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Question

A man is suing his wife for divorce on the grounds of infidelity. Their first and second child, whom they both claim, are of blood groups O and AB, respectively. The third child, whom the man disclaim, is blood type B. (a) Can this information (ABO blood type) be used to support the mans case? (b) Another test was made using the M-N blood group system. The third child was group M, the father was group N. Can this information (M-N blood type) be used to support the mans case?

(a) First child (blood group O), therefore each parent must be carrying the recessive allele. Second child (blood group AB), therefore one parent must be carrying the dominant A allele while the other must be carrying the dominant B allele. Thus, the marriage of AO x BO can possibly result in children with A, B or O (phenotype) blood groups. This information (ABO blood type) cannot be used to support the mans case.

Question
A man is suing his wife for divorce on the grounds of infidelity. Their first and second child, whom they both claim, are of blood groups O and AB, respectively. The third child, whom the man disclaim, is blood type B. (a) Can this information (ABO blood type) be used to support the mans case? (b) Another test was made using the M-N blood group system. The third child was group M, the father was group N. Can this information (M-N blood type) be used to support the mans case?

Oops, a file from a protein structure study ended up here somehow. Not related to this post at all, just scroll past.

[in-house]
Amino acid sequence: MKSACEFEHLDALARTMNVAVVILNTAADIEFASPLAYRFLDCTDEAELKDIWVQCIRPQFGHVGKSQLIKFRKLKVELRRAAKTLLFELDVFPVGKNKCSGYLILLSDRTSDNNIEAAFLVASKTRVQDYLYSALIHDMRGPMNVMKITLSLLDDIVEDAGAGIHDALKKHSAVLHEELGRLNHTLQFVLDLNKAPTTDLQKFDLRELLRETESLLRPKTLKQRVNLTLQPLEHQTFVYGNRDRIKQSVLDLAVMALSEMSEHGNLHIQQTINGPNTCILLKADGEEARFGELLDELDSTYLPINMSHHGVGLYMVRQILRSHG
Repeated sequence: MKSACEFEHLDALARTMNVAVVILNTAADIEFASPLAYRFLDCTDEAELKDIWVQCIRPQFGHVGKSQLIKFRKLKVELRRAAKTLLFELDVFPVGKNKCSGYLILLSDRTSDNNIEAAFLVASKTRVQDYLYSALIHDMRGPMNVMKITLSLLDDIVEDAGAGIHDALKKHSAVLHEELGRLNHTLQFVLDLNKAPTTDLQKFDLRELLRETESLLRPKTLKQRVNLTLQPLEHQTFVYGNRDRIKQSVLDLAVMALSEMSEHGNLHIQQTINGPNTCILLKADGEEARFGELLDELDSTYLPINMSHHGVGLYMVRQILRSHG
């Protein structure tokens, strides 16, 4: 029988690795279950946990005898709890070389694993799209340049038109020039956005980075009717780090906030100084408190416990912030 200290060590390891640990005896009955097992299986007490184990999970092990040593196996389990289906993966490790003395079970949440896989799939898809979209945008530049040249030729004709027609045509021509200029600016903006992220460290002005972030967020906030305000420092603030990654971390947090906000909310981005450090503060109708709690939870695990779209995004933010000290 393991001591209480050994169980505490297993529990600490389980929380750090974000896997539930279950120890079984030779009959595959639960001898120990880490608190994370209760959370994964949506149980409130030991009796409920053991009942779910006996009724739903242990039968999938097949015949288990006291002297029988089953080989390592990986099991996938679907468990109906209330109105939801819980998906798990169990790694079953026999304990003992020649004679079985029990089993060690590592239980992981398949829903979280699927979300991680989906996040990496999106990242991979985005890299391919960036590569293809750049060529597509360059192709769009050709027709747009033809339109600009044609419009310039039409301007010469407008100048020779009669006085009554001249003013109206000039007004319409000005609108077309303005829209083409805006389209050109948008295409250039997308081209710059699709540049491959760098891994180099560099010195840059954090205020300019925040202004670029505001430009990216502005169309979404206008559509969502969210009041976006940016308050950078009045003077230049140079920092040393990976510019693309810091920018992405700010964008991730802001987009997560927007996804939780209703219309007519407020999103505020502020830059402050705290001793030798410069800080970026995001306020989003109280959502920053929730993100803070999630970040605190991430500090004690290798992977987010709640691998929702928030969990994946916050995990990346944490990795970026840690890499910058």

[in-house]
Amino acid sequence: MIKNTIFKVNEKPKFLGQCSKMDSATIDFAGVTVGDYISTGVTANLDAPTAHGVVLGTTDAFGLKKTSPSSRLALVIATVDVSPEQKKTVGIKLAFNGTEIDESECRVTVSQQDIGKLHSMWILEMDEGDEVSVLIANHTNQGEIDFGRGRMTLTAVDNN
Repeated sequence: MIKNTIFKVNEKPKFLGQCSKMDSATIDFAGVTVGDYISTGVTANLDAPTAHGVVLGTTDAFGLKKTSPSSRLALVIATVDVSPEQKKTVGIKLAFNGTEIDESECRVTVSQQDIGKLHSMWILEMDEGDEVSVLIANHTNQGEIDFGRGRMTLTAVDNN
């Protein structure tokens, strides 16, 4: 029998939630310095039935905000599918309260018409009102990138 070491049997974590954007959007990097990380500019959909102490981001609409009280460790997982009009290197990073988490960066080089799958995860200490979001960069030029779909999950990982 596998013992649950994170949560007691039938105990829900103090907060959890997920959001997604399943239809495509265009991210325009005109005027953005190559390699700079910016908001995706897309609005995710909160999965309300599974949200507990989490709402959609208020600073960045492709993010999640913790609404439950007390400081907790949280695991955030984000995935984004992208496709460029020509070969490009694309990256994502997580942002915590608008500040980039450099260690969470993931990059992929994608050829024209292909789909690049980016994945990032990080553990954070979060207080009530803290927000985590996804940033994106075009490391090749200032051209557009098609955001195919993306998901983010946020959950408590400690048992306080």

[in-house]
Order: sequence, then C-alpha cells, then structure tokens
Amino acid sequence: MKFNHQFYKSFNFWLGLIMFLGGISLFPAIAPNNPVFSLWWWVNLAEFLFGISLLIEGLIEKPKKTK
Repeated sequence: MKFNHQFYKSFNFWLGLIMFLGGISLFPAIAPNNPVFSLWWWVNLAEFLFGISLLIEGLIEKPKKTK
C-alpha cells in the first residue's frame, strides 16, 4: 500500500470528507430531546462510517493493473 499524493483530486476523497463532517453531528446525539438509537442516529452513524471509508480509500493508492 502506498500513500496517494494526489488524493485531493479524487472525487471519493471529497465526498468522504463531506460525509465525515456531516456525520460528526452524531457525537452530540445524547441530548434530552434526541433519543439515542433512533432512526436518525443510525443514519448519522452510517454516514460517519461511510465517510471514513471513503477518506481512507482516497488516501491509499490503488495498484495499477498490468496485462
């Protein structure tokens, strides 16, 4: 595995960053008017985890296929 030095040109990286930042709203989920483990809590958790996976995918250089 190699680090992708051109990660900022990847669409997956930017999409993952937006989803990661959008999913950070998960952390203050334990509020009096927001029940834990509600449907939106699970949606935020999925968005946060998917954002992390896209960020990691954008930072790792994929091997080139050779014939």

(b) With M-N blood grouping system, the blood groups are governed by a pair of codominant alleles, M and N, where phenotyically groups M and N are produced by homozygous genotypes. A group N father must pass the LN allele to his offspring and they would in turn ALL have the N antigen on their red blood cells, i.e., they would either be group N or NM phenotypically (depending on the genotype of the mother). Thus, the group N father can only have a group N or MN child (depending on the mothers genotype). This man could not have fathered a group M child.

OTHER FORMS OF GENE INTERACTION or EPISTASIS


F2 ratios

Genotypes: Classical dihybrid ratio Dominant epistasis Recessive epistasis Duplicate genes with cumulative effect Duplicate dominant genes Duplicate recessive genes (comple. loci) Dominant and recessive interaction

A_B_ A_bb aaB_ aabb 9 3 3 1 12 3 1 9 3 4 9 1 6 15 9 13 7 3 1

OTHER FORMS OF GENE INTERACTION or EPISTASIS


Duplicate genes with cumulative effect F2 ratio: 9 : 6: 1 Duplicated genes with cumulative effect occurs - if the dominant condition (either homozygous or heterozygous) at either locus (but not both) produces the same phenotype.
Example: When the epistatic genes are involved in producing various amounts of a substance such as pigment, the dominant genotypes of each locus may be considered to produce one unit of pigment independently. Thus, genotype A_bb and aaB_ produce one unit of pigment each and therefore have the same phenotype. The genotype aabb does not produce any pigment, while with the A_B_ genotype, the effect is cumulative and two units of pigment is produced.

A_ pigment Duplicate dominant genes? Dominant and recessive interaction?

B_

Example: Q4, CA2, Sem 2 2005/6